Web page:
As well intentioned as they are, remedial lessons are largely unsuccessful. This is what I called the California Higher Education Hotel; millions of students enter but never leave. Among the students in remedial courses, a significant percentage do not even complete one. And very few students who start in remediation ever complete the associated bridging course. Too often, remediation is simply a funnel to failure.
How many remedial students make it to the graduation finish line? The response is appalling. An initial study by the CCA showed that only 10% of remedial students in two-year schools complete their degree in three years; at four-year non-flagship universities, 35% of students who are due to take a remedial course graduated after six years. The results are even worse for minority students and low-income students.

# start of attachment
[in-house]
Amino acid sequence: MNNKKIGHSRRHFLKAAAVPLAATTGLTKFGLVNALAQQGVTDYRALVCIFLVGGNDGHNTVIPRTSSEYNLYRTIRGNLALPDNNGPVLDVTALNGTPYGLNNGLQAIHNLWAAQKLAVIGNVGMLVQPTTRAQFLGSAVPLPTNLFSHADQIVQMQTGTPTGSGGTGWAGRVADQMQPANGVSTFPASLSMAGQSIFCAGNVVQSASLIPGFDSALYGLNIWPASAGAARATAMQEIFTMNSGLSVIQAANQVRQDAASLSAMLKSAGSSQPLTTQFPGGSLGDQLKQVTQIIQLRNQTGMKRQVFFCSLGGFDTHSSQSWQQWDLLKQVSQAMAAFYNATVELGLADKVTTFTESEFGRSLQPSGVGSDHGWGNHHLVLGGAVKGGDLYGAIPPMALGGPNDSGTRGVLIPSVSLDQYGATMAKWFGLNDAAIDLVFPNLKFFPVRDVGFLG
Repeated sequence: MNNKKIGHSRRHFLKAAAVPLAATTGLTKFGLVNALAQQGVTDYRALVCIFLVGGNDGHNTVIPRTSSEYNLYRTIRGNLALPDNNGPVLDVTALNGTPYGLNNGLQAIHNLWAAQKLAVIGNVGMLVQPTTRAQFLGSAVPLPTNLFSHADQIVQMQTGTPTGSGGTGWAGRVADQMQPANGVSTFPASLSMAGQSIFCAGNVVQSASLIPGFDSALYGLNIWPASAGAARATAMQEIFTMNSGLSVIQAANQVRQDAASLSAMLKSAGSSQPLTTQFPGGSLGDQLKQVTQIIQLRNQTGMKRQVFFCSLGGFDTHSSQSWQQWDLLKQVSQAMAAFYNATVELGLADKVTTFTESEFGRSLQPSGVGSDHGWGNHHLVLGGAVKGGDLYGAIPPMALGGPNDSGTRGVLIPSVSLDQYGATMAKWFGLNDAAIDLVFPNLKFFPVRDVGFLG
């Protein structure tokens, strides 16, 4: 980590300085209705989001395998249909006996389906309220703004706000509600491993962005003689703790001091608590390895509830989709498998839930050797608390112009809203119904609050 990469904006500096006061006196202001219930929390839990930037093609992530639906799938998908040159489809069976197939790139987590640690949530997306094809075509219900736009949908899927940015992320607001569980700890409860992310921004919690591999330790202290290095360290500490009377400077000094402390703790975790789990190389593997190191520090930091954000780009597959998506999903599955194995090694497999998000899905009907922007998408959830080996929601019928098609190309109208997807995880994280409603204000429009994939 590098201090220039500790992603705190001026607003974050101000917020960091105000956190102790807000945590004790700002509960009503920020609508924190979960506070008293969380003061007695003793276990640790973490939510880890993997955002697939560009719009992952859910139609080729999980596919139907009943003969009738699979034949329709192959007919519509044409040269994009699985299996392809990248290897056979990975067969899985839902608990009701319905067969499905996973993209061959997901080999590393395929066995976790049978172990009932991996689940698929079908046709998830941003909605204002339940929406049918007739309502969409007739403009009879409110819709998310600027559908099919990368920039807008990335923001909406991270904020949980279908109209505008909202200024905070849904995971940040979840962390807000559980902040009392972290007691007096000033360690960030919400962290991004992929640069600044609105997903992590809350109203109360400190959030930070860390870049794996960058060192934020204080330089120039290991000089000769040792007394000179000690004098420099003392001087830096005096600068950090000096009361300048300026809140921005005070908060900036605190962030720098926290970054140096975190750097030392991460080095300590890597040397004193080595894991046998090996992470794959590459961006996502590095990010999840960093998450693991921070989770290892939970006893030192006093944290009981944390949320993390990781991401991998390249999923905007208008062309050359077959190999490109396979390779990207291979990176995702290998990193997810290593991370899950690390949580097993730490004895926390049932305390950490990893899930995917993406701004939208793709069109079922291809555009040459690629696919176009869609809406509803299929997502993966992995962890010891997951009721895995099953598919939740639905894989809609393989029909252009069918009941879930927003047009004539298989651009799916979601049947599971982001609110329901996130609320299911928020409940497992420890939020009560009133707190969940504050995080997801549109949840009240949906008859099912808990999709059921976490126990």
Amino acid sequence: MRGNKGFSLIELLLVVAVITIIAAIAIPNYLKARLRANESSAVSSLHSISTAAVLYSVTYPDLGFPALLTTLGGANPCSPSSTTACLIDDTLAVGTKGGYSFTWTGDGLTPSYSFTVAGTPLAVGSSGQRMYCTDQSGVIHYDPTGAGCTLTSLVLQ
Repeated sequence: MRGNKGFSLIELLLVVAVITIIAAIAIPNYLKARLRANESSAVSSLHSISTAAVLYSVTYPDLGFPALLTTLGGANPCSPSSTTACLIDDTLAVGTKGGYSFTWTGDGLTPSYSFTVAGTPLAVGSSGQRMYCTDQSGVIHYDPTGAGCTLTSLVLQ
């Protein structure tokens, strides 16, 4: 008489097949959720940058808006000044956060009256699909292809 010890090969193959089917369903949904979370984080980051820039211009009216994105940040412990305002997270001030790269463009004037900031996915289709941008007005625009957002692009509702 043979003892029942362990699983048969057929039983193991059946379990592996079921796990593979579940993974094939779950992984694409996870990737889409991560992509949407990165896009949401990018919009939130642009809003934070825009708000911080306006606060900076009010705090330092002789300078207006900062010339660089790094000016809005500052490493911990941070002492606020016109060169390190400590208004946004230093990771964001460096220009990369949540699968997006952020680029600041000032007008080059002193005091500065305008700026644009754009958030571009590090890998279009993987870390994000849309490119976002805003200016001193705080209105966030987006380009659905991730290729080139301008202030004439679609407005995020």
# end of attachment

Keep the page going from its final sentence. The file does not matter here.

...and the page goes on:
The co-required approach
But there is a solution at hand. The CCA, an alliance of more than 40 states whose governors and education officials are committed to making college completion a priority, has, in cooperation with several states, developed an alternative called additional support. Research shows that this model can triple the percentage of students who successfully complete bridge math courses and dramatically increase the percentage who complete bridge English courses.
Additionally, with a co-requisite approach, Black and Latin students pass their college math and English courses near or above the pass rate for all students, effectively bridging institutional performance gaps that existed before the introduction of co-requisite support.